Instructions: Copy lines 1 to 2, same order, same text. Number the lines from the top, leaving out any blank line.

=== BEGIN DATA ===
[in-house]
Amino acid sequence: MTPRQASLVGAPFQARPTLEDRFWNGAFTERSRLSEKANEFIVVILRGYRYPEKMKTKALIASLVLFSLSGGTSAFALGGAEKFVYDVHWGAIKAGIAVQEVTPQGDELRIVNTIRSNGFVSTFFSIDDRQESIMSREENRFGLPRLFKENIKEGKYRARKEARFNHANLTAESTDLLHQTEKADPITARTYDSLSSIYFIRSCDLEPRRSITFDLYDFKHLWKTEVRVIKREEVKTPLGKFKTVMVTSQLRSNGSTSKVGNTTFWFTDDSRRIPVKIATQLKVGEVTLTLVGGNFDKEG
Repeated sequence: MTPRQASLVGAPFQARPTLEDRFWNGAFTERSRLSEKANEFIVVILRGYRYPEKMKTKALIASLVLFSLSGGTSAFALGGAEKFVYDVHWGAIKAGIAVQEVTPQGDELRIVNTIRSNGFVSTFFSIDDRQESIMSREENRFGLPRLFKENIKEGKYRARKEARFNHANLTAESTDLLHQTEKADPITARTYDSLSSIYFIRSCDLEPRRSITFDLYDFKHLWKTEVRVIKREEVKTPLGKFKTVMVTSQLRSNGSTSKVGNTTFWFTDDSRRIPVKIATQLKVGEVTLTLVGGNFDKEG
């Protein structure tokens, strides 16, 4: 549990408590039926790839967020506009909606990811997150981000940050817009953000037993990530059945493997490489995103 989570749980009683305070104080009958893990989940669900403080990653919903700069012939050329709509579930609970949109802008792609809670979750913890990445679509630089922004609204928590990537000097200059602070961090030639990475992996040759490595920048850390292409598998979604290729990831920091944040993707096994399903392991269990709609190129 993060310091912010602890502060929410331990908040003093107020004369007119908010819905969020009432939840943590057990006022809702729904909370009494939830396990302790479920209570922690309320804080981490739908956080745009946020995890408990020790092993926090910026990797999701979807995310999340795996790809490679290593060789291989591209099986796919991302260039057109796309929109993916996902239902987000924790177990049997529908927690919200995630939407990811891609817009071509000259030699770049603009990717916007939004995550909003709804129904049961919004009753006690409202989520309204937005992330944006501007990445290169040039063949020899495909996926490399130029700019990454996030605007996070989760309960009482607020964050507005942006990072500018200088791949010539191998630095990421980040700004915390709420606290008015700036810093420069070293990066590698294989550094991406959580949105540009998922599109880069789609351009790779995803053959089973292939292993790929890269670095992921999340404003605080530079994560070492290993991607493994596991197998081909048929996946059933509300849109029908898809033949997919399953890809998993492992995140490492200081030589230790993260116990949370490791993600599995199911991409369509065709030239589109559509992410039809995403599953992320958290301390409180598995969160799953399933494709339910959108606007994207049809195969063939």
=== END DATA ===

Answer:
[in-house]
Amino acid sequence: MTPRQASLVGAPFQARPTLEDRFWNGAFTERSRLSEKANEFIVVILRGYRYPEKMKTKALIASLVLFSLSGGTSAFALGGAEKFVYDVHWGAIKAGIAVQEVTPQGDELRIVNTIRSNGFVSTFFSIDDRQESIMSREENRFGLPRLFKENIKEGKYRARKEARFNHANLTAESTDLLHQTEKADPITARTYDSLSSIYFIRSCDLEPRRSITFDLYDFKHLWKTEVRVIKREEVKTPLGKFKTVMVTSQLRSNGSTSKVGNTTFWFTDDSRRIPVKIATQLKVGEVTLTLVGGNFDKEG